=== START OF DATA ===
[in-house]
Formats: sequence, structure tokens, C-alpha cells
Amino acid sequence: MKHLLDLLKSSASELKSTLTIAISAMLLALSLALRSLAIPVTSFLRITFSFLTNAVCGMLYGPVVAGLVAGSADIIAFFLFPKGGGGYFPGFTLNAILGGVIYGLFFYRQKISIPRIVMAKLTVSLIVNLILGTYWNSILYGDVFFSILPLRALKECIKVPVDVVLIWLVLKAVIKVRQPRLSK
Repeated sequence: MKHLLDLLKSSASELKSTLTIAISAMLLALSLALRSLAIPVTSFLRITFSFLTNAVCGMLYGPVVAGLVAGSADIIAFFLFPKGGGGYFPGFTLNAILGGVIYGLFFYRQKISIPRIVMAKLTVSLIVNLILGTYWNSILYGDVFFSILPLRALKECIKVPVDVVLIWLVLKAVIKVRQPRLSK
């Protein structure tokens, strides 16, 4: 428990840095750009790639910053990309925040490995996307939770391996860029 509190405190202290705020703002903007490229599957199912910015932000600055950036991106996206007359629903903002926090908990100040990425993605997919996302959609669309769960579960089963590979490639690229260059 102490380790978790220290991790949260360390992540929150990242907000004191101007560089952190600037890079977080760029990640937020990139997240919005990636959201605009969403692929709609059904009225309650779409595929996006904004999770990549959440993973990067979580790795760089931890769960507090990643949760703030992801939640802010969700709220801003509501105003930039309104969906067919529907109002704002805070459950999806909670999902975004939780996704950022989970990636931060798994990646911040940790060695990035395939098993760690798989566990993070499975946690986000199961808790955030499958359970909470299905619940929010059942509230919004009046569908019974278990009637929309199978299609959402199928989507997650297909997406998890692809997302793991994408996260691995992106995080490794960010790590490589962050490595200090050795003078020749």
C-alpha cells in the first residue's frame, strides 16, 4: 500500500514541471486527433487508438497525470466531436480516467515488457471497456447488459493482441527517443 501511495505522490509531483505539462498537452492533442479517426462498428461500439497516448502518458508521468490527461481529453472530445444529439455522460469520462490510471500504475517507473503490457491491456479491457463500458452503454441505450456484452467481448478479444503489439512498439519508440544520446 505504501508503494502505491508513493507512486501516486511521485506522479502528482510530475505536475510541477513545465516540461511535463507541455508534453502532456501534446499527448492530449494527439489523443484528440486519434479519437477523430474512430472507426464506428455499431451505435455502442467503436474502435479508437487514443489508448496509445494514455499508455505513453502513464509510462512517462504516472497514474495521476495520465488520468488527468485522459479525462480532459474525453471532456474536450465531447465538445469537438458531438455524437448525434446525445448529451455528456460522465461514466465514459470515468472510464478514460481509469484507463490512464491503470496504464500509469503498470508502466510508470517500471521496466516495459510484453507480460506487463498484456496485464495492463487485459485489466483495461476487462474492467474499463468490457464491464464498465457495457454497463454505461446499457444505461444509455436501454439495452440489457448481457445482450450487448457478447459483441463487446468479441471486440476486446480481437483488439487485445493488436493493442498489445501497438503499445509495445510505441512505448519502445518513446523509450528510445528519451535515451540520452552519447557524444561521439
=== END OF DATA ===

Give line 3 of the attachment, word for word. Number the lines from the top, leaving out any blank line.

Amino acid sequence: MKHLLDLLKSSASELKSTLTIAISAMLLALSLALRSLAIPVTSFLRITFSFLTNAVCGMLYGPVVAGLVAGSADIIAFFLFPKGGGGYFPGFTLNAILGGVIYGLFFYRQKISIPRIVMAKLTVSLIVNLILGTYWNSILYGDVFFSILPLRALKECIKVPVDVVLIWLVLKAVIKVRQPRLSK